In Defense of Starbucks

Everyone loves to hate Starbucks.

You can understand why: they’re everywhere, they’re successful, and the experience from store to store is so consistent that they destroy even the pretense of local flavor.

There’s an upside to Starbucks, though: they’re everywhere, they’re succesful, and the experience from store to store is so consistent that I can get a drinkable coffee in the middle of nowhere. To those of us who live in cities, the idea that one would have to go to a Starbucks to get acceptable coffee is ridiculous. Can’t you just go to a local coffeeshop? How about a diner? Can’t you get good coffee anywhere?

The answer, of course, is: hell no.

I can already see people dashing down to the comments section, prepared to lecture me on how Starbucks coffee is overroasted and burnt and doesn’t provide true satisfaction and yadda yadda yadda, to which all I can say is: sit down, Simone, I’m not finished with my rant yet. You don’t know from bad coffee. You don’t know anything about bad coffee. When I was a kid, I had to walk to school in the snow, barefoot, uphill both ways, and when I got there they served me sewer water with Folger’s Crystals waved over it, so I know a thing or two about bad coffee.

The biggest criticism I have of Starbucks on the coffee front is that they are promoting the moronic, disgusting, Seattle-style cappucino. Cappucino is supposed to have a hood that is made from steamed milk mixed with the crema on the coffee. Instead, thanks to Seattle, we get two inches of air-filled foamed milk ladeled on top of our coffee. But it’s every coffee-drinking cretin in Seattle, not just Starbucks, that is responsible for that moral tragedy. And Starbucks has, on the whole, done more good than harm. What sort of good, you ask?

I used to drive the length of the Pennsylvania Turnpike about six times a year, going back to about 1986. In 1986, there was no Starbucks. If you wanted coffee, you stopped at a rest stop, where there would be a McDonald’s or some other fast food joint that had a five gallon jug of “Maxwell House” coffee that tasted – and I am simply being as descriptive as possible here, this is not hyperbole – like brewed cardboard. It didn’t taste like coffee, just tannin. If you were lucky, it was only 6 hours old. That was the standard experience. That was as good as you could get when you were in, say, Carlisle, PA and didn’t know anything about the area.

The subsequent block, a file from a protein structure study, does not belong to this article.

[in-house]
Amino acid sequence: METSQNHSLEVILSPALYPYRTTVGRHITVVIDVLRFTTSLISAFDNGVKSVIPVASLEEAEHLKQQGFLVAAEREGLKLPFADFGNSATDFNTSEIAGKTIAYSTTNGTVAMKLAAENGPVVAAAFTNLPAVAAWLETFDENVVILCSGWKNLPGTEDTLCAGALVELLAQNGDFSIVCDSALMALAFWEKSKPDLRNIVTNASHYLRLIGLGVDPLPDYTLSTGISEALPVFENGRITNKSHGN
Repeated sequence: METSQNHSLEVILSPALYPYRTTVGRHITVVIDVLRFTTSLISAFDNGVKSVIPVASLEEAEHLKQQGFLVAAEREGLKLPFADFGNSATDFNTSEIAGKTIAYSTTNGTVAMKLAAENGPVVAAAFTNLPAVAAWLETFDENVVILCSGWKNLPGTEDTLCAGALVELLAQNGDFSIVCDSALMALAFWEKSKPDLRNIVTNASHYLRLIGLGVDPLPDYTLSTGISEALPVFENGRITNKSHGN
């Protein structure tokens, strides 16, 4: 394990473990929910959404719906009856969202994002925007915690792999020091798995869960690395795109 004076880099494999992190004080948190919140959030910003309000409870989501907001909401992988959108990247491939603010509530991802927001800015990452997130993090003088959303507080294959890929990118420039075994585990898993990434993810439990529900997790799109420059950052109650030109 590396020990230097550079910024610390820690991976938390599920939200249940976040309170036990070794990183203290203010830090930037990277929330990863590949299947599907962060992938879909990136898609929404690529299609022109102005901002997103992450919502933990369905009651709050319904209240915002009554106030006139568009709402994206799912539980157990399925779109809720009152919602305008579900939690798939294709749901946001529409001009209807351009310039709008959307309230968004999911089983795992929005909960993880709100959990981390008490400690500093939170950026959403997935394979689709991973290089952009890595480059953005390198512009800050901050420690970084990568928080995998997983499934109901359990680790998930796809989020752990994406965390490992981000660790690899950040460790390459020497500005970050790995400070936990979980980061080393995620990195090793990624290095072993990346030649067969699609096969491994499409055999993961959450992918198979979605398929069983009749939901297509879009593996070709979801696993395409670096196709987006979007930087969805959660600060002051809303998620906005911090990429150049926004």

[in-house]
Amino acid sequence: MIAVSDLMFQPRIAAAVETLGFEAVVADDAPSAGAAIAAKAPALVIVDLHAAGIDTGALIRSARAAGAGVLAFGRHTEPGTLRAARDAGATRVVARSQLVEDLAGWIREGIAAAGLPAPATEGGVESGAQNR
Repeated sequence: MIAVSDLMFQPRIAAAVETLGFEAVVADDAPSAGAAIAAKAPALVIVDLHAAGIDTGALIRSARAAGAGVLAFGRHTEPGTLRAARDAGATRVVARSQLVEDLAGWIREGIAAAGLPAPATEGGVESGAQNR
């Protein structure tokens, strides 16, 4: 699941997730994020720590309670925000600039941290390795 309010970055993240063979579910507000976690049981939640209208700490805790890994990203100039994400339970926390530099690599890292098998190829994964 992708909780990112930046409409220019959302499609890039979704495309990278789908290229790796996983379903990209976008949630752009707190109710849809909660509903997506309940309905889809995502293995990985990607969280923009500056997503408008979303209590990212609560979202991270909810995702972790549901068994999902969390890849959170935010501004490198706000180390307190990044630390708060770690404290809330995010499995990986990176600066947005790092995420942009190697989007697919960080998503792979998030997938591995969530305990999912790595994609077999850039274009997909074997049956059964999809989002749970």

Now, more or less every rest stop along the way has a Starbucks. I can get coffee that, even if it’s not exactly to my taste, tastes like something. So while I understand the various critiques one can make of this huge and growing megacorp, I think it’s important to remember just how goddamn bleak things were in the hinterlands before they arrived.

None of this means that you should go to a Starbucks instead of that cool local coffee shop. If your town has a place as good as La Prima Espresso, and it’s within easy reach, and you go to Starbucks instead, then you’re a fool. But have you noticed how many fools there are out there?

There’s a Starbucks not too far from my office (yes, I realize that in any major American city that’s kind of like saying “today I was breathing air.”) In addition, there are also at least 3 coffee shops within easy walking distance that have nice atmospheres, and coffee that tastes better and is cheaper than Starbucks’. The Starbucks is packed, all the time. Every hour they are open, people are fighting over parking spots, or walking past the other coffee shops on the way so they can get their fix at the Starbucks. Why is that?

It’s tempting to just shrug it off and say “well, they’re all stupid,” but I think it’s a bit more complex than that. I think part of the secret is to realize that Starbucks markets itself (and does it very well) to at least 3 completely different market segments at once.